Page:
arrange a private meeting to discuss the problem in a supportive
- Without judgment,
specific examples should be given regarding the behaviors
that have been observed that arouse concern.
- It is important
to let the individual respond but do not argue with him or
- Reassure the individual
that the point is not to take away exercise forever but that
participation in exercise will ultimately be curtailed through
an injury or by necessity if evidence shows that the problem
has compromised the individual's health.
- Try to determine
if the person feels that he or she is beyond the point of
being able to voluntarily abstain from the problem behavior.
- Do not stop at
one meeting; these individuals will be resistant to admitting
that they have a problem, and it may take repeated attempts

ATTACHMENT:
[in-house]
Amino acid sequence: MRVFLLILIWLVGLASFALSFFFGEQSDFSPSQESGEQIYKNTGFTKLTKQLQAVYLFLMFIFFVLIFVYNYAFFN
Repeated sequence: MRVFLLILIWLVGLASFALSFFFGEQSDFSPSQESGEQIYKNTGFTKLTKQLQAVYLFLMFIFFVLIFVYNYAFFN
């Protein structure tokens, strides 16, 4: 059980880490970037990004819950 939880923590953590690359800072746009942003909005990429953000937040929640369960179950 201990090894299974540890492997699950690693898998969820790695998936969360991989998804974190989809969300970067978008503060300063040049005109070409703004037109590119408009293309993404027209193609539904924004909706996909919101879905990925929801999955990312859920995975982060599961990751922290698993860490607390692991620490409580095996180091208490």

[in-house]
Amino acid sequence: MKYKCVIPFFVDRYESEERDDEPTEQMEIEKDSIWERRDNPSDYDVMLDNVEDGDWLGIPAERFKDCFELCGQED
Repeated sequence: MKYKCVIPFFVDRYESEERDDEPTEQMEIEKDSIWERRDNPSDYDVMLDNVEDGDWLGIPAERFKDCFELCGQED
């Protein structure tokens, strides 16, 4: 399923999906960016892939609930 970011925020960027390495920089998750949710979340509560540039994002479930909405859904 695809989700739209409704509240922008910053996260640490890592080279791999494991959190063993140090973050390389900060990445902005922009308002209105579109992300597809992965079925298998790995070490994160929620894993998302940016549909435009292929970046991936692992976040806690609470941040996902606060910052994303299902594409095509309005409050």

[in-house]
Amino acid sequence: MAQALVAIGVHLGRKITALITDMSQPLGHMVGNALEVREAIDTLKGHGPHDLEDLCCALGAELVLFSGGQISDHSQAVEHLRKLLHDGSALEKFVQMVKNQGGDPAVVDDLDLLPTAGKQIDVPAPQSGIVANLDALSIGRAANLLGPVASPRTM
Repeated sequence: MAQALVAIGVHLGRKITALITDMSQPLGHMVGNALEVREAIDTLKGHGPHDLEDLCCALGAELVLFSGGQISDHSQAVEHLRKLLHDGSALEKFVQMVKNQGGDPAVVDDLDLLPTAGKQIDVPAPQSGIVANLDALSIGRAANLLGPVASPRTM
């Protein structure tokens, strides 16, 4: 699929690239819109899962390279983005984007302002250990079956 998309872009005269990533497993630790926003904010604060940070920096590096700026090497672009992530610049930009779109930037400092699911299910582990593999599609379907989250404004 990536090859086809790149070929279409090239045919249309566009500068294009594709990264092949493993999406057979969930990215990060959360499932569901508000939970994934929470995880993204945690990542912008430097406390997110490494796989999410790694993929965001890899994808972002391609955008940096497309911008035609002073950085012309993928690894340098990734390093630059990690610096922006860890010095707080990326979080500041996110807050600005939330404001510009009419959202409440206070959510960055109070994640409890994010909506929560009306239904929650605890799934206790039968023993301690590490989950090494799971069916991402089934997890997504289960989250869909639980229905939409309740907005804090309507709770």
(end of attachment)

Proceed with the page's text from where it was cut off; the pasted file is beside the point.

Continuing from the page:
to get them to admit a problem and/or seek help.
- If the individual
continues to refuse to admit that a problem exists in the
face of compelling evidence, consult a clinician with expertise
in treating these disorders and/or find others who may be
able to help. Remember that these individuals are very independent
and success oriented. Admitting they have a problem they are
unable to control will be very difficult for them.
- Be sensitive to
the factors that may have played a part in the development
of this problem. Activity disordered individuals are often
unduly influenced by significant others and/or coaches who
suggest that they lose weight or who unwittingly praise them
for excessive activity.
One outstanding difference between the
eating disorders and activity disorders seems to be that there
are more males who develop activity disorders and more females
who develop eating disorders. Exploring the reason for this